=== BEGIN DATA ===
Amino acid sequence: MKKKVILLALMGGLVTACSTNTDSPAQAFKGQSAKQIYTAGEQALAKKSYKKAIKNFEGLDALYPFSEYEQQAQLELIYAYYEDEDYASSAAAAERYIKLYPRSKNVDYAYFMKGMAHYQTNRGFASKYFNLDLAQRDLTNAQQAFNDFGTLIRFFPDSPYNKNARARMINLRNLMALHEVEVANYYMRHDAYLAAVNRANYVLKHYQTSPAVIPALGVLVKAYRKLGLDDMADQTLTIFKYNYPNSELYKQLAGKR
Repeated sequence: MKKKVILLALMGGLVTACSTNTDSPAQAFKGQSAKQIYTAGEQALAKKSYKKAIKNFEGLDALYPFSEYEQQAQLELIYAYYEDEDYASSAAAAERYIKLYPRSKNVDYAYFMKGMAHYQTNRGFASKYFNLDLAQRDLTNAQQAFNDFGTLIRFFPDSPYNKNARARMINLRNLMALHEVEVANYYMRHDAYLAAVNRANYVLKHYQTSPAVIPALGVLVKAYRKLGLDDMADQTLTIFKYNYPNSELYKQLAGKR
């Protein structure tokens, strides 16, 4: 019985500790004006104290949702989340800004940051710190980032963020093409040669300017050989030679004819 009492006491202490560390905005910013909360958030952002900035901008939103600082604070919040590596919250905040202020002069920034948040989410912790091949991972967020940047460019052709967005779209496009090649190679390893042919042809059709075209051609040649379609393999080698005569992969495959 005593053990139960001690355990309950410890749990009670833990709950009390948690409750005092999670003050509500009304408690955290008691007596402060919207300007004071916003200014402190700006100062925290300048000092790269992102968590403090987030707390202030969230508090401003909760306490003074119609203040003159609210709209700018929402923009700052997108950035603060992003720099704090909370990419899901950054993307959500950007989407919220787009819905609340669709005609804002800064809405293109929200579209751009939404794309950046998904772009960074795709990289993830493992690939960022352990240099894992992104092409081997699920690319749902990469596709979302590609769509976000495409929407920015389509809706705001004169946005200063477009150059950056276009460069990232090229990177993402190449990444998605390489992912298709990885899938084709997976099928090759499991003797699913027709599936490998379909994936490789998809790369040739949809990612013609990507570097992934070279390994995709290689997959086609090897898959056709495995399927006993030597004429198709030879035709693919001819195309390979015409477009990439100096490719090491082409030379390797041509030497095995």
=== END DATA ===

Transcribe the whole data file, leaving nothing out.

Amino acid sequence: MKKKVILLALMGGLVTACSTNTDSPAQAFKGQSAKQIYTAGEQALAKKSYKKAIKNFEGLDALYPFSEYEQQAQLELIYAYYEDEDYASSAAAAERYIKLYPRSKNVDYAYFMKGMAHYQTNRGFASKYFNLDLAQRDLTNAQQAFNDFGTLIRFFPDSPYNKNARARMINLRNLMALHEVEVANYYMRHDAYLAAVNRANYVLKHYQTSPAVIPALGVLVKAYRKLGLDDMADQTLTIFKYNYPNSELYKQLAGKR
Repeated sequence: MKKKVILLALMGGLVTACSTNTDSPAQAFKGQSAKQIYTAGEQALAKKSYKKAIKNFEGLDALYPFSEYEQQAQLELIYAYYEDEDYASSAAAAERYIKLYPRSKNVDYAYFMKGMAHYQTNRGFASKYFNLDLAQRDLTNAQQAFNDFGTLIRFFPDSPYNKNARARMINLRNLMALHEVEVANYYMRHDAYLAAVNRANYVLKHYQTSPAVIPALGVLVKAYRKLGLDDMADQTLTIFKYNYPNSELYKQLAGKR
């Protein structure tokens, strides 16, 4: 019985500790004006104290949702989340800004940051710190980032963020093409040669300017050989030679004819 009492006491202490560390905005910013909360958030952002900035901008939103600082604070919040590596919250905040202020002069920034948040989410912790091949991972967020940047460019052709967005779209496009090649190679390893042919042809059709075209051609040649379609393999080698005569992969495959 005593053990139960001690355990309950410890749990009670833990709950009390948690409750005092999670003050509500009304408690955290008691007596402060919207300007004071916003200014402190700006100062925290300048000092790269992102968590403090987030707390202030969230508090401003909760306490003074119609203040003159609210709209700018929402923009700052997108950035603060992003720099704090909370990419899901950054993307959500950007989407919220787009819905609340669709005609804002800064809405293109929200579209751009939404794309950046998904772009960074795709990289993830493992690939960022352990240099894992992104092409081997699920690319749902990469596709979302590609769509976000495409929407920015389509809706705001004169946005200063477009150059950056276009460069990232090229990177993402190449990444998605390489992912298709990885899938084709997976099928090759499991003797699913027709599936490998379909994936490789998809790369040739949809990612013609990507570097992934070279390994995709290689997959086609090897898959056709495995399927006993030597004429198709030879035709693919001819195309390979015409477009990439100096490719090491082409030379390797041509030497095995």